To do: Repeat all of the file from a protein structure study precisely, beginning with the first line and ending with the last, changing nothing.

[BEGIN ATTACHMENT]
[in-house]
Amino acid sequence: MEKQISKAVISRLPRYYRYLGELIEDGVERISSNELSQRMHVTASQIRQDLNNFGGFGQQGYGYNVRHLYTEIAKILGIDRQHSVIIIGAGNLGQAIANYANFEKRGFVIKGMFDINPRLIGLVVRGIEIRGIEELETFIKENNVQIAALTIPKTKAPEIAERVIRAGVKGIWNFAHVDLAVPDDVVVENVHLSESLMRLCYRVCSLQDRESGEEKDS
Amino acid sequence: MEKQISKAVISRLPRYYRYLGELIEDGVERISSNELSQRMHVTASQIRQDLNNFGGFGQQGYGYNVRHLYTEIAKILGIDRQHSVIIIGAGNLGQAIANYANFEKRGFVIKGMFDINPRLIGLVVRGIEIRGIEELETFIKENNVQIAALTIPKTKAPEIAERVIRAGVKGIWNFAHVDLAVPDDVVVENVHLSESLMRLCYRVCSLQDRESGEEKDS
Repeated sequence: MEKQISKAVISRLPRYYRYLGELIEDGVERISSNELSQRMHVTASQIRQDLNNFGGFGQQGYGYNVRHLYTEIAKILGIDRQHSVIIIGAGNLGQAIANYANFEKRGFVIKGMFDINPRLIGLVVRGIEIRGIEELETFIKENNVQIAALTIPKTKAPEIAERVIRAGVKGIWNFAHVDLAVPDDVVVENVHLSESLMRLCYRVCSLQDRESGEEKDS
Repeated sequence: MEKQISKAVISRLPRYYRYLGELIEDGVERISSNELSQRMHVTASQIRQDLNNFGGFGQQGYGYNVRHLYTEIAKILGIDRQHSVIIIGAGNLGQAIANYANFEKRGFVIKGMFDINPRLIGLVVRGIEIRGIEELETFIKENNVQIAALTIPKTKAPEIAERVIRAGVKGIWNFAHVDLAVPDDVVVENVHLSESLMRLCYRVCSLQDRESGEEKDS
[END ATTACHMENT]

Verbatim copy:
[in-house]
Amino acid sequence: MEKQISKAVISRLPRYYRYLGELIEDGVERISSNELSQRMHVTASQIRQDLNNFGGFGQQGYGYNVRHLYTEIAKILGIDRQHSVIIIGAGNLGQAIANYANFEKRGFVIKGMFDINPRLIGLVVRGIEIRGIEELETFIKENNVQIAALTIPKTKAPEIAERVIRAGVKGIWNFAHVDLAVPDDVVVENVHLSESLMRLCYRVCSLQDRESGEEKDS
Amino acid sequence: MEKQISKAVISRLPRYYRYLGELIEDGVERISSNELSQRMHVTASQIRQDLNNFGGFGQQGYGYNVRHLYTEIAKILGIDRQHSVIIIGAGNLGQAIANYANFEKRGFVIKGMFDINPRLIGLVVRGIEIRGIEELETFIKENNVQIAALTIPKTKAPEIAERVIRAGVKGIWNFAHVDLAVPDDVVVENVHLSESLMRLCYRVCSLQDRESGEEKDS
Repeated sequence: MEKQISKAVISRLPRYYRYLGELIEDGVERISSNELSQRMHVTASQIRQDLNNFGGFGQQGYGYNVRHLYTEIAKILGIDRQHSVIIIGAGNLGQAIANYANFEKRGFVIKGMFDINPRLIGLVVRGIEIRGIEELETFIKENNVQIAALTIPKTKAPEIAERVIRAGVKGIWNFAHVDLAVPDDVVVENVHLSESLMRLCYRVCSLQDRESGEEKDS
Repeated sequence: MEKQISKAVISRLPRYYRYLGELIEDGVERISSNELSQRMHVTASQIRQDLNNFGGFGQQGYGYNVRHLYTEIAKILGIDRQHSVIIIGAGNLGQAIANYANFEKRGFVIKGMFDINPRLIGLVVRGIEIRGIEELETFIKENNVQIAALTIPKTKAPEIAERVIRAGVKGIWNFAHVDLAVPDDVVVENVHLSESLMRLCYRVCSLQDRESGEEKDS